14. I don't buy "man toys"...I buy only the "tools" I need.


    I'm sure there are more.
  6. semipro

    semipro Minister of Fire

    Joined:
    Jan 12, 2009
    Messages:
    2,348
    Loc:
    SW Virginia
    Oh yeah. We've used a Flowbee for haircuts for the past 20 years. Its probably the best investment, as far as monetary savings, that I've ever made.
  7. semipro

    semipro Minister of Fire

    Joined:
    Jan 12, 2009
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    2,348
    Loc:
    SW Virginia
    Our whole entertainment center is on one power strip that we turn off when not using being entertained. Its pretty amazing the amount of power these devices consume when "off".
  8. crossout

    crossout Member

    Joined:
    Dec 15, 2010
    Messages:
    77
    Loc:
    lakeview michigan
    i save a ton by having my g/f pay 1/2 of the bills around here...i like to play hyper miler with my cavalier but my regal gs not so much i can suck up 2 mpg when going wot lol gotta love that supercharger whine!!!!
  9. btuser

    btuser Minister of Fire

    Joined:
    Jan 15, 2009
    Messages:
    2,026
    Loc:
    The island of Rhum Boogie
    I just rounded up all my plastic shovels and ice scrapers, then repaired/sharpened the edges with a belt sander. Now they work like new. It came about because after 2 trips around a room I was still getting little grooves in my drywall mud because the edge of my trowel was scored. So I went on a grinding/sanding spree. Its true that you can never waste time sharpening a tool. The kids I work with are used to throwing out drill bits when they get dull, $40 uni-bits included.

    I also re-shaped my screwdrivers.
  10. katwillny

    katwillny Guest

    As always, Dennis provides great tips. You are wise beyond your years my friend.
  11. StihlHead

    StihlHead Guest

    I drink PBR. Often times for free, as others pass it up. Also the GF hates it, so I save there too. O/w she will drink the ~last~ beer in the house!

    I also get free stuff on CL. Free fire wood, free plants, free pallets, free construction materials, free hair cuts, etc.

    I not only shop for food at WinCo, but I shop at WinCo's bulk food area. I also grow a lot of food here.

    I buy stuff that I need at the ReStore and Goodwill stores here.

    Gasoline prices are a pain... as is the electric bill.

    No heating bill here, I only burn wood for heat.

    No water bill here, I have a well.

    No sewer bill here, I have a septic system.

    No garbage bill here, I haul mine to recycling or the dump, or donate it to Goodwill or ReStore.

    I do all my own home and auto repairs.

    Taxes are a pain; income and property taxes.

    My house is paid for, which is why I am out in the boonies. But that makes gasoline prices a pain...
  12. Thistle

    Thistle Minister of Fire

    Joined:
    Dec 16, 2010
    Messages:
    4,206
    Loc:
    Central IA
    I look for all kinds of free stuff on Craigslist - can be firewood/logs,construction lumber/plywood,other building material,certain vegetables or fruit in season,a little of everything.'
    Havent been to a regular barber in 11 yrs.Let my ponytail grow out & once every 6 months or so I trim the ends even with scissors.Last time I checked the barber 2 blocks from home (who I went to for years) charged $15 for a haircut,that's no matter if you wanted a trim or it all chopped off.Beard trims were $5 regardless.Screw that ;)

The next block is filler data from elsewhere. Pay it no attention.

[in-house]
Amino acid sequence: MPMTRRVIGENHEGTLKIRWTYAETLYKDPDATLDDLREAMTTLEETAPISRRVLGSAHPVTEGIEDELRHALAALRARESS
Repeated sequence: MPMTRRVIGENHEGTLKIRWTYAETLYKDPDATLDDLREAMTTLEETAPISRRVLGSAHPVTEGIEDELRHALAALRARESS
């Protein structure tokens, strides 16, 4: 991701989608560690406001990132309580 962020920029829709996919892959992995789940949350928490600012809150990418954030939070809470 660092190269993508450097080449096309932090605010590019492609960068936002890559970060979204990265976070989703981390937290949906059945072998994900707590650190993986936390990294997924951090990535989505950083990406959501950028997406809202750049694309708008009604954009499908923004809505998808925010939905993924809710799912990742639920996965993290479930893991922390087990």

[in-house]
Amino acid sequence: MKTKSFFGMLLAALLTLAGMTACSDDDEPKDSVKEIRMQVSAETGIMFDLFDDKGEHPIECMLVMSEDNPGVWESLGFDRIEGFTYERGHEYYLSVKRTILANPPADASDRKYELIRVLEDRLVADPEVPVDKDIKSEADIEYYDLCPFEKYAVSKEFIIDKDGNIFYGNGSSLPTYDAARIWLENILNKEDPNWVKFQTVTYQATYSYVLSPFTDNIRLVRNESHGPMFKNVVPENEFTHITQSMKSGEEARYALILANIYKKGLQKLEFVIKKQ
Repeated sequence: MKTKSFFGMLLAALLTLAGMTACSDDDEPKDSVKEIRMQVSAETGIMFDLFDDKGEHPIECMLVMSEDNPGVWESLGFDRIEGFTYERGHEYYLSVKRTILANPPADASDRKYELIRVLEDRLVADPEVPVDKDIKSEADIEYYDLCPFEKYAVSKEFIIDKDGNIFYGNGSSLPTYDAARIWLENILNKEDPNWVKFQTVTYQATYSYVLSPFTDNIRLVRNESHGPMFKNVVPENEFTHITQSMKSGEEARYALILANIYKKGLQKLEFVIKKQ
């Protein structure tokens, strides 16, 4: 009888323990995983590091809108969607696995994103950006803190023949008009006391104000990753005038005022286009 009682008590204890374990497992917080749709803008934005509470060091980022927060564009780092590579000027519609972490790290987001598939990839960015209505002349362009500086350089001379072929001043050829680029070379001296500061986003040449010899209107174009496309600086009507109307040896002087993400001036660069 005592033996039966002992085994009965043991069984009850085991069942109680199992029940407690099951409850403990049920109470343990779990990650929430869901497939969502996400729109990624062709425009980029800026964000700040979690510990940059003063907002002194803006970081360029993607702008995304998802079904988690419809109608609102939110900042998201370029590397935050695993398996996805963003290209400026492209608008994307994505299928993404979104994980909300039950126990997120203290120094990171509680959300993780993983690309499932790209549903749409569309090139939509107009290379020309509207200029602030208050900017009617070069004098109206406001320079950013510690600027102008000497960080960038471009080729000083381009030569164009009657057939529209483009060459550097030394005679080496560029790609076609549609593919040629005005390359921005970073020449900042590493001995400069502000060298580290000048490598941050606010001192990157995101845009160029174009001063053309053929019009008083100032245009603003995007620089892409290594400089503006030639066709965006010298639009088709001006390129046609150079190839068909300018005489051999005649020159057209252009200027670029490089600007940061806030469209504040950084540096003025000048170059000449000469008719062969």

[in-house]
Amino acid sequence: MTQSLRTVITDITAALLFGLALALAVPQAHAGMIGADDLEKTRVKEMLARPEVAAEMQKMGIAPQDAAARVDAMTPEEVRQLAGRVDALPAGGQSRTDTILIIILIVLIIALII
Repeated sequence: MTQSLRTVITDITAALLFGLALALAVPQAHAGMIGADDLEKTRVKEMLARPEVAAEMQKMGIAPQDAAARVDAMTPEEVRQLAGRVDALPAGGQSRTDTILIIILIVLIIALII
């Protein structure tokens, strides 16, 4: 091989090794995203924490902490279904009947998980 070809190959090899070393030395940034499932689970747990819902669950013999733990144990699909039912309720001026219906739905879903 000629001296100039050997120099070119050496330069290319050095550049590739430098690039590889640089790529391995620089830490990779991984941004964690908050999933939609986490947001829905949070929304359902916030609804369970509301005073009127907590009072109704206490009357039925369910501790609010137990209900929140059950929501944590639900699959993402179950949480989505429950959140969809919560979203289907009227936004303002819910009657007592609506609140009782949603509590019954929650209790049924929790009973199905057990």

Buy my jeans,most sweatshirts/t shirts for work at DAV,Goodwill (just bought 2 pair tonight after dinner),garage sales & the occasional flea market.I cant see paying full price for new ones when they get trashed on the job in a few months anyway.
    Pack my own lunch for work,only time I dont is if employer has a special 'safety lunch' the next day,with pizza or sandwiches etc brought in.
    I drink water from the tap with a Brita filter,keep a gallon jug full in the fridge at all times.Rarely when eating out do I have anything but ice water to drink.Just occasionally I'll have a cup of coffee,ice tea or if its late afternoon/evening,a cold beer.
    I drink PBR,Leinenkugel's Original Lager,Old Style & Grain Belt & a couple other cheaper regional domestics at home.Whatever's on sale that week/month pretty much.Once in a while I'll have a Guinness,Woodchuck Cider or Spaten Lager when I feel like splurging.Though I do like a couple different 10 & 15 yr old Single Malt Scotches(neat) & JD Black w/Coca Cola, one of those bottles will last me close to a year.
    I cut probably 90% of the wood I burn off parents land - They're upper 70's to early 80's & couldnt do the work anymore nor afford to hire it done anyway.Helps keep their property looking nice,helps keep me in shape & saves on natural gas bill during the winter months.
    Most all the wooden furniture in the house such as bookcases,coffee/end tables,some benches,cabinets etc I've built myself over the past 20+ yrs.All except dining room table & chairs.
    Do my own tax returns,home repair/maintenance/remodeling & truck maintenance.Basic small engine stuff too like sharpening chains,mower blades,nothing real elaborate like rebuilding though.
    Grow a few veggies/lots of herbs,cant do much with small lot though it helps.
    Buy certain things in bulk to save on packaging & trips to the store.Walk to the mailbox down the street when I have letters to mail instead of driving to Post Office which I only do when mailing stuff I sold on Ebay.
    Plus the usual stuff like combining trips the same day when running errands/doctor appointments to save on gas,shutting off lights/appliances/AC in rooms not used etc.Turning thermostat down when gone/at night.